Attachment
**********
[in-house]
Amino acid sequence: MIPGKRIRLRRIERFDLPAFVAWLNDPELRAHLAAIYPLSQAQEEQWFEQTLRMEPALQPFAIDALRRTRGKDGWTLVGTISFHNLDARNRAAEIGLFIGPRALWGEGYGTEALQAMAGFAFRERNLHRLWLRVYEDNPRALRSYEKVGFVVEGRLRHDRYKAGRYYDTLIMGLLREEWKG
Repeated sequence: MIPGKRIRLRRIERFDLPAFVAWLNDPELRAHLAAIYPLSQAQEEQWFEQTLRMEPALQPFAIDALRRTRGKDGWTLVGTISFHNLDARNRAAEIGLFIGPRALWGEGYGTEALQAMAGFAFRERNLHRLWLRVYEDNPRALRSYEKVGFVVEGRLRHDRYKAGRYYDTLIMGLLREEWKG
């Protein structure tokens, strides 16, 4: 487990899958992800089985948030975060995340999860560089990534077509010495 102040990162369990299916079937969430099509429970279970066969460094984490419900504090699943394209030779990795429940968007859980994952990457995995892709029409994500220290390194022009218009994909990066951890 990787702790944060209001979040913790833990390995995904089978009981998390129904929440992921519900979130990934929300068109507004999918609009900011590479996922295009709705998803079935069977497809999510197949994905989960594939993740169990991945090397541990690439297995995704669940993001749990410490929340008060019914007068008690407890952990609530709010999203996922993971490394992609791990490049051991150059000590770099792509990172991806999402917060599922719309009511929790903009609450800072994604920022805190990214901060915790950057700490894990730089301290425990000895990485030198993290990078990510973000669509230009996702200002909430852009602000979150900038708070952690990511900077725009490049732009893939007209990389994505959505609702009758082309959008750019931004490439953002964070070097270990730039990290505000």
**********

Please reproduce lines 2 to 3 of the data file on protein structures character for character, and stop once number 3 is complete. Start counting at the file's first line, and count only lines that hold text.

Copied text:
Amino acid sequence: MIPGKRIRLRRIERFDLPAFVAWLNDPELRAHLAAIYPLSQAQEEQWFEQTLRMEPALQPFAIDALRRTRGKDGWTLVGTISFHNLDARNRAAEIGLFIGPRALWGEGYGTEALQAMAGFAFRERNLHRLWLRVYEDNPRALRSYEKVGFVVEGRLRHDRYKAGRYYDTLIMGLLREEWKG
Repeated sequence: MIPGKRIRLRRIERFDLPAFVAWLNDPELRAHLAAIYPLSQAQEEQWFEQTLRMEPALQPFAIDALRRTRGKDGWTLVGTISFHNLDARNRAAEIGLFIGPRALWGEGYGTEALQAMAGFAFRERNLHRLWLRVYEDNPRALRSYEKVGFVVEGRLRHDRYKAGRYYDTLIMGLLREEWKG